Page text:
08 July 2004
Travel managers should not rely on Foreign & Commonwealth Office travel advisories to determine security risks for their executives, according to a crisis management specialist.
Isabelle Claes, a consultant with Control Risks Group, warned delegates to the Corporate Travel and Expense Management Forum that Foreign Office advisories failed to adequately measure the risks for different travellers.
"Their inherent weakness is that they give blanket advice," she said. "It's all pitched at the same level whether it's for a gap-year student or a top executive."
Claes urged travel managers to adopt a security policy and seek consultancy advice if they were unsure how to set one up.
The task for a security policy was to be able to balance the commercial imperative for travel against the real or imagined threat to travellers' security.
A security policy is an integral part of corporate responsibility, she added. An organisation's liability for the safety of its employees meant companies should institute regular travel briefings to highlight destination-specific problems.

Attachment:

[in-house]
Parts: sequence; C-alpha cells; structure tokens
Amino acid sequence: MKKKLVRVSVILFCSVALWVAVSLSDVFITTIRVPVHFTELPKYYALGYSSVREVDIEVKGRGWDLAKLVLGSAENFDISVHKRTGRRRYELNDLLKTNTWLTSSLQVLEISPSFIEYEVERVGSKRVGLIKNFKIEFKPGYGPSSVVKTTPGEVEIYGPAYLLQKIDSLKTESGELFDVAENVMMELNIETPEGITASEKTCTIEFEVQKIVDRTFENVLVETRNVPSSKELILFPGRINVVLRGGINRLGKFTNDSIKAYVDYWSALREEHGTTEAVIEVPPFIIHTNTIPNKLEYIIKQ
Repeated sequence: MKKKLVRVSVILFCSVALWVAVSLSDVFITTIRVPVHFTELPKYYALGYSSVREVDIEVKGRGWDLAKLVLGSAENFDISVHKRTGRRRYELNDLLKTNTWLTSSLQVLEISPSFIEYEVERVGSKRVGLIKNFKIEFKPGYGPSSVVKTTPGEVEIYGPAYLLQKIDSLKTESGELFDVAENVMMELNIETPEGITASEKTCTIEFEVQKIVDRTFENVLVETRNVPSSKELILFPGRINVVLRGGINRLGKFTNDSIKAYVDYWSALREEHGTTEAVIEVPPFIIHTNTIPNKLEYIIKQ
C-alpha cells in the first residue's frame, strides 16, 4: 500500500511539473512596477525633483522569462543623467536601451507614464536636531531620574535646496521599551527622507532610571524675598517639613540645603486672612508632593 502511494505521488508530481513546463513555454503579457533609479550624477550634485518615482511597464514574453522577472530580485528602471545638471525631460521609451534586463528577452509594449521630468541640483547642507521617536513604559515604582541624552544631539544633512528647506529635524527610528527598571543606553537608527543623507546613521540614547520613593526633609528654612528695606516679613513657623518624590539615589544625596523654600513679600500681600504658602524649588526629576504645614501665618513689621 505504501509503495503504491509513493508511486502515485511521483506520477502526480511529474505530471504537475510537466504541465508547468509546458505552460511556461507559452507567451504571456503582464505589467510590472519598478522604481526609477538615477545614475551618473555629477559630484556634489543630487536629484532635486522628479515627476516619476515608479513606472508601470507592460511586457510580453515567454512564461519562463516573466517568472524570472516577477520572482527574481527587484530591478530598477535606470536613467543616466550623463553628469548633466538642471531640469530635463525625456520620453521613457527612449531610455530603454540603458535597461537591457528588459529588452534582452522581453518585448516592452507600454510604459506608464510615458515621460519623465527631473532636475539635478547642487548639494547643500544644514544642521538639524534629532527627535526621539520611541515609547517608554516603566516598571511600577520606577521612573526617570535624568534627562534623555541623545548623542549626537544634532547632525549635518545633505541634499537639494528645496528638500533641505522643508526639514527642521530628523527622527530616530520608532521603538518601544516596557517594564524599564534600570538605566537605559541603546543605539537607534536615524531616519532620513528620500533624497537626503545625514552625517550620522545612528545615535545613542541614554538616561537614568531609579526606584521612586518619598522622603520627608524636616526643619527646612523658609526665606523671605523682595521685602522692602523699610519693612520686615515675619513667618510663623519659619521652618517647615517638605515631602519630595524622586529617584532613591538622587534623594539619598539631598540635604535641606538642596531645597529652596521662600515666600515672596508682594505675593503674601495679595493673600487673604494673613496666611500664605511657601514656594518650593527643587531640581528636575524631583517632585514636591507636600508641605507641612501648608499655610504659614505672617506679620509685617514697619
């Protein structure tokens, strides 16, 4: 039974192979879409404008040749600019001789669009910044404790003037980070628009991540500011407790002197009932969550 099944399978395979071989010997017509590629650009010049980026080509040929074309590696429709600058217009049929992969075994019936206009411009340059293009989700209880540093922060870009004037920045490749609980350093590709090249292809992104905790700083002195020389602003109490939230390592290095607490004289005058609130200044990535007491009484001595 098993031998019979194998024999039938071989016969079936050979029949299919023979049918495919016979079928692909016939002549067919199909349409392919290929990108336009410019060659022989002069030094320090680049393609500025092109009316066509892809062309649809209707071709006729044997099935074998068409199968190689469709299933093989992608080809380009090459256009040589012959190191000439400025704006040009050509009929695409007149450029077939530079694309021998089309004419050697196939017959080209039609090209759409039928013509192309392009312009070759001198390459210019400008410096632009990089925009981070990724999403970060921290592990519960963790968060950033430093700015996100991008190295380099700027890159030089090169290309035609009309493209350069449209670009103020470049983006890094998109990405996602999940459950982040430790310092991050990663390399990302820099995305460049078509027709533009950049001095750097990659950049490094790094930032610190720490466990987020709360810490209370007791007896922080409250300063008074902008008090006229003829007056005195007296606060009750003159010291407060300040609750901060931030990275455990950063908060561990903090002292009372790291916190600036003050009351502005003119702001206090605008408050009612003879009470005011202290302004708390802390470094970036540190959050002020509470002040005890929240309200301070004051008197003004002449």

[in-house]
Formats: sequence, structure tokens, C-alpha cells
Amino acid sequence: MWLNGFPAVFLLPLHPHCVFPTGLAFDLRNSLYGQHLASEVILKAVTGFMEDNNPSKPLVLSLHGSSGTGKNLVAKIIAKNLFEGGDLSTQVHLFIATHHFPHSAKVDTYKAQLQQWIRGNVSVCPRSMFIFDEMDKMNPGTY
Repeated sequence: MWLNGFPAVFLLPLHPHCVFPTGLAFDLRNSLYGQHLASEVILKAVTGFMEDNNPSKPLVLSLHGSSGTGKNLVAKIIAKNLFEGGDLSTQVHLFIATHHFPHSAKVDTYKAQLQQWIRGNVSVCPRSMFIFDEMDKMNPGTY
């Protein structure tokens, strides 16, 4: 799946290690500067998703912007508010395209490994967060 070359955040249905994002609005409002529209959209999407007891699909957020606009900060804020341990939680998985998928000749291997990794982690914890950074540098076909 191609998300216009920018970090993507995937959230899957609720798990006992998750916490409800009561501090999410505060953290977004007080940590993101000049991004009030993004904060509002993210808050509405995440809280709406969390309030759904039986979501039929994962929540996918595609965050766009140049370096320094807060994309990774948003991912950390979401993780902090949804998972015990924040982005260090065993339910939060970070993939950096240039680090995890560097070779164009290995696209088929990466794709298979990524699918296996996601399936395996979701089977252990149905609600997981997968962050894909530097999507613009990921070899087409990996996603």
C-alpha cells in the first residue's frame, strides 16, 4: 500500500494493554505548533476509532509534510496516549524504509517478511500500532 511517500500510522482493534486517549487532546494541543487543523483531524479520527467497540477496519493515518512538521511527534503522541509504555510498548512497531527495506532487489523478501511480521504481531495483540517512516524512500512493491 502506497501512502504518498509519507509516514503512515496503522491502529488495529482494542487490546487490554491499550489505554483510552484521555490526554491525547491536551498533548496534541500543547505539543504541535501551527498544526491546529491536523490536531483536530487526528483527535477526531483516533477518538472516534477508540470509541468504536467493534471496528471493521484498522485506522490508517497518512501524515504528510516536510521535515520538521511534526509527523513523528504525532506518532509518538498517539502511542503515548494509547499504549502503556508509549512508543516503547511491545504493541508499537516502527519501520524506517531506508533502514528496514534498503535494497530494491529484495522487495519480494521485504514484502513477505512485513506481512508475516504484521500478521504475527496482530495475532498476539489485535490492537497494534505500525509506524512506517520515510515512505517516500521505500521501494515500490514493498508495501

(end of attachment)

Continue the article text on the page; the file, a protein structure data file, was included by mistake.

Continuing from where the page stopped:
John Melchior, who takes up to four flights a week in his role as executive vice-president of travel management consortium Radius, warned that travel managers focused on airport and airline security at the expense of other areas, such as hotel security.
"A terrorist can simply check into a hotel with two suitcases and then leave the building," he pointed out.
Albert Stimson, European chief of security with Saudi Arabian Airlines, said long airport security checks that extended employees' costly down-time were here to stay.